She is the one who set them up and EVERY OTHER PROGRAM and manages them on a full time basis.
She just comes to me for the money.
She is also the one who finds all the donor partners who we work with throughout Africa.
I have never seen the foundation, and I have never participated in any of its activities, beyond providing the money. I’m not even a board member.
I have not been to Zimbabwe for 18 and half years, but in all those years my wife insisted she would continue to go there, and was once detained and questioned by Mugabe’s police for an entire day.
She travels the length and breadth of Zimbabwe every year supporting orphaned and vulnerable children,
#2. When the Cholera outbreak began in Zimbabwe a few months ago. It was my wife who showed me the World Health Organization presentation that predicted that it could kill 10,000 people, if it went unchecked:
She demanded that I put up $10m to cover the cost. Subsequently she asked for another $10m. Now she has asked that I commit $60m to help restore water and sewage piping in Harare.
She is the one who drafted the letters that I had to sign to donors around the world.
To paraphrase the Apostle Jude, “we must contend, and fight for that which is good.”
I would like to thank all those friends like Trevor Ncube, who have stood up for my wife whilst she was being cyber bullied, shouted down and stalked on platforms like Twitter.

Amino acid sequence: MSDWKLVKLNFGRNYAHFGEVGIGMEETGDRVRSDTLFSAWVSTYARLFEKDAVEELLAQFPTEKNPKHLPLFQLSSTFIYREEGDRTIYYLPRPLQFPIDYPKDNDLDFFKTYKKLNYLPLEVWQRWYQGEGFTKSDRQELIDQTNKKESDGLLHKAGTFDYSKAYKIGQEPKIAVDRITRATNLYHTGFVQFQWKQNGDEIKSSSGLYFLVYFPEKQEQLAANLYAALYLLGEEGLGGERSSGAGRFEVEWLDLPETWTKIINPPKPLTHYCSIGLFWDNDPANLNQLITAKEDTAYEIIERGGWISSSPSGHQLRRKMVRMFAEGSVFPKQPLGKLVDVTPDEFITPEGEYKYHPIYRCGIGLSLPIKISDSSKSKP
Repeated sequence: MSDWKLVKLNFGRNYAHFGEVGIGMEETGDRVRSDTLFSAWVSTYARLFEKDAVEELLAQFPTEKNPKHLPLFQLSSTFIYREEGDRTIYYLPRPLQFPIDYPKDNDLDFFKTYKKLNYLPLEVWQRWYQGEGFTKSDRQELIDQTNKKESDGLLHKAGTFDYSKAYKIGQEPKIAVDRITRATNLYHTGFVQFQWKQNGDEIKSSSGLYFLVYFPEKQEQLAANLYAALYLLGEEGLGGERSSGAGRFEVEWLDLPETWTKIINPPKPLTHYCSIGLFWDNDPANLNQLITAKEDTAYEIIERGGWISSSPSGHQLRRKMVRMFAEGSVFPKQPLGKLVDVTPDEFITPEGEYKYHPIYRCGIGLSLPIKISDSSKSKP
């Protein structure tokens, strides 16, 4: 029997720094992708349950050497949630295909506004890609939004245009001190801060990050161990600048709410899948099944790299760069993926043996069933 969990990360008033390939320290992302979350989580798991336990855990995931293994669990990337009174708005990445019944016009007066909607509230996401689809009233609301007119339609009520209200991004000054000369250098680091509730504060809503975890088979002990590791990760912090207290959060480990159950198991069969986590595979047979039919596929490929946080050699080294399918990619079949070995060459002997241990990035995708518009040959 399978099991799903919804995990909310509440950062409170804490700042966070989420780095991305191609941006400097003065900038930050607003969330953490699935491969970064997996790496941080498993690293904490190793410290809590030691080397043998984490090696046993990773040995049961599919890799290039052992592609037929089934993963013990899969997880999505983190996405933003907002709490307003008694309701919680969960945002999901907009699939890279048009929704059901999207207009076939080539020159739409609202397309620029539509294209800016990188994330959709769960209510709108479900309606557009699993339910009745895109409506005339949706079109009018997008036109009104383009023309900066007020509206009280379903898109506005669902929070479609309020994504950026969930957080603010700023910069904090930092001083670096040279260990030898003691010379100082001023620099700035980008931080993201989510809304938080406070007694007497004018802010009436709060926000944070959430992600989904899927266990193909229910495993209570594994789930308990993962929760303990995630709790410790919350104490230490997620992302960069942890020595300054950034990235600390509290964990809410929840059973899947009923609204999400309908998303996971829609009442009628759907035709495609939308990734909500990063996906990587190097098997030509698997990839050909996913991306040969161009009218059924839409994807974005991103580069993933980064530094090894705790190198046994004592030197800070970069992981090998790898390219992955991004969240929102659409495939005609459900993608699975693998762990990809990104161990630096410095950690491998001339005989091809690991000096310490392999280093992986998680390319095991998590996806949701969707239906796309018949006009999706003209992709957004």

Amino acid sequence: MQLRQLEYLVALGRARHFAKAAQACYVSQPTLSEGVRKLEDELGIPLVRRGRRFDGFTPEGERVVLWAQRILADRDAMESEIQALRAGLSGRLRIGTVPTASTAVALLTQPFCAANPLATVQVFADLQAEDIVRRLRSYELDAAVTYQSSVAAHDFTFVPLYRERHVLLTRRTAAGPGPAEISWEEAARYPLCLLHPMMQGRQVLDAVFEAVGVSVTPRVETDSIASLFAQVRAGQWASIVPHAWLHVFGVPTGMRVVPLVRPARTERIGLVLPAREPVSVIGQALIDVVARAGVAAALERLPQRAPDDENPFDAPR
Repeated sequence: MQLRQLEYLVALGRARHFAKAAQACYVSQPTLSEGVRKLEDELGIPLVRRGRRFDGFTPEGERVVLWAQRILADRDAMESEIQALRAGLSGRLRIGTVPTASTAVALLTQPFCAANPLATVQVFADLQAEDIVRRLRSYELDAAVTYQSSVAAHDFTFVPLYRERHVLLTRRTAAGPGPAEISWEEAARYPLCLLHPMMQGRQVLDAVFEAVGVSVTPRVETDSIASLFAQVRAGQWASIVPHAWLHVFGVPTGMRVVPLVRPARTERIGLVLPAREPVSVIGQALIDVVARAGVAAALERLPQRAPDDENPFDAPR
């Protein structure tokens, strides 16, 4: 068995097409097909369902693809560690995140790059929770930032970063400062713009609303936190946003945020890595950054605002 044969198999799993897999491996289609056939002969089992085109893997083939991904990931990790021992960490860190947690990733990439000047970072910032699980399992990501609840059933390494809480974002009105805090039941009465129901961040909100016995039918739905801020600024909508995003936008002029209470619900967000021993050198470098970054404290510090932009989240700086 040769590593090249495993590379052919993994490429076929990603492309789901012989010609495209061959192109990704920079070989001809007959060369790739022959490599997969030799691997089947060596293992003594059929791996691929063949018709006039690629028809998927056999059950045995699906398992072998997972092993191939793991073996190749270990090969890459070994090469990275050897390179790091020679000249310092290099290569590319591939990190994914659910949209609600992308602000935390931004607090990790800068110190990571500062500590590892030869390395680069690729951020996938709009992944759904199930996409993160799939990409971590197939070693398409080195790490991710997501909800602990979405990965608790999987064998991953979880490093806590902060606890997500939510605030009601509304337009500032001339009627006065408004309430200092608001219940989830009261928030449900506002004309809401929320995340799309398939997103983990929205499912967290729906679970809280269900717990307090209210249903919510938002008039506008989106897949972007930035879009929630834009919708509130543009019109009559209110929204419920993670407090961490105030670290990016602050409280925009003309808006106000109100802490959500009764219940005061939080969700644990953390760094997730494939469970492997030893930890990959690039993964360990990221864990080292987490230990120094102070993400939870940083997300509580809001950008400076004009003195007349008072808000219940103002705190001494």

Sadly one of the foremost bullies is a Zimbabwean who works for an international organization that is highly respected for its work on human rights. It’s founder, now 95 is a close family friend. I hope my human rights friend is happy now that he has stopped her from using Twitter. Maybe now he and others like him will stop this pathetic misogyny.
What about the rights of women like my wife to also express an opinion?
The person referred to by Strive as being employed by his friend seems to be Dewa Mavhinga. Jonathan Moyo who is also quite vocal on Twitter had this to say in response to Strive’s comment:
One need not hold a brief for @ to realise how shocking, outrageous & unacceptable it is for Strive Masiyiwa to accuse Dewa of cyberbullying his wife; & top that by peddling his crap accusation on the Internet while name dropping, in the hope of costing Dewa his job!
…who are the “some” & what gives Strive the notion that Tsitsi has a right to condemn the “some” without any objection from anyone?
…The apoplectic response by Strive Masiyiwa is disproportionate. And it’s particularly nauseating that Strive drags Dewa’s employer into the imbroglio!
Strive also leaves Twitter
Strive Masiyiwa has also left Twitter or suspended his account. You can’t find him there anymore. Sounds like it’s an interesting 2019 already.
Tsitsi Masiyiwa is an African philanthropist and the founder of Higherlife Foundation, a non-profit operating in Zimbabwe. She is wife to Strive Masiyiwa a telecoms mogul who is founder and chairman of Econet Wireless International a global telecommunications group. Read More About Tsitsi Masiyiwa
Patson Dzamara is a Zimbabwean-born academic, motivational speaker and political activist. He is also the younger brother of Itai Dzamara the activist who went missing in 2015 after he was allegedly abducted by unknown people. Read More About Patson Dzamara
Dewa Mavhinga is the Southern Africa Director with the Africa Division at Human Rights Watch. Read More About Dewa Mavhinga